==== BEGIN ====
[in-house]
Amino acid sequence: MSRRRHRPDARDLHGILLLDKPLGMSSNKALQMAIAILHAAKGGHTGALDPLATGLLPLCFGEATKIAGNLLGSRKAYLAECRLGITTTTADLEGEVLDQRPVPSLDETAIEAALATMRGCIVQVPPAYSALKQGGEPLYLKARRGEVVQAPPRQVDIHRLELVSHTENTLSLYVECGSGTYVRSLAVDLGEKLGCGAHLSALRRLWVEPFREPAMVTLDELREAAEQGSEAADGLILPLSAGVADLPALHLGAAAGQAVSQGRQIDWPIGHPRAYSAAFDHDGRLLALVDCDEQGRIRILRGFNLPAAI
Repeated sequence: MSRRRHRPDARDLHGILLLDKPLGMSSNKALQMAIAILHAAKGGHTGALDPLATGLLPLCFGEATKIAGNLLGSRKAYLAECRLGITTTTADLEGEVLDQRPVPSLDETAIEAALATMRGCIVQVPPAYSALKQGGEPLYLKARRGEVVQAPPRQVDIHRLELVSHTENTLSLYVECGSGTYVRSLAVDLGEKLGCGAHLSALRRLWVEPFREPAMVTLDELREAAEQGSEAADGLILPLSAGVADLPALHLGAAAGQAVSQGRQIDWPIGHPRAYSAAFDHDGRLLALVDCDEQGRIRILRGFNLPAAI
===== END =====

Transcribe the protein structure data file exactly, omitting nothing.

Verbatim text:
[in-house]
Amino acid sequence: MSRRRHRPDARDLHGILLLDKPLGMSSNKALQMAIAILHAAKGGHTGALDPLATGLLPLCFGEATKIAGNLLGSRKAYLAECRLGITTTTADLEGEVLDQRPVPSLDETAIEAALATMRGCIVQVPPAYSALKQGGEPLYLKARRGEVVQAPPRQVDIHRLELVSHTENTLSLYVECGSGTYVRSLAVDLGEKLGCGAHLSALRRLWVEPFREPAMVTLDELREAAEQGSEAADGLILPLSAGVADLPALHLGAAAGQAVSQGRQIDWPIGHPRAYSAAFDHDGRLLALVDCDEQGRIRILRGFNLPAAI
Repeated sequence: MSRRRHRPDARDLHGILLLDKPLGMSSNKALQMAIAILHAAKGGHTGALDPLATGLLPLCFGEATKIAGNLLGSRKAYLAECRLGITTTTADLEGEVLDQRPVPSLDETAIEAALATMRGCIVQVPPAYSALKQGGEPLYLKARRGEVVQAPPRQVDIHRLELVSHTENTLSLYVECGSGTYVRSLAVDLGEKLGCGAHLSALRRLWVEPFREPAMVTLDELREAAEQGSEAADGLILPLSAGVADLPALHLGAAAGQAVSQGRQIDWPIGHPRAYSAAFDHDGRLLALVDCDEQGRIRILRGFNLPAAI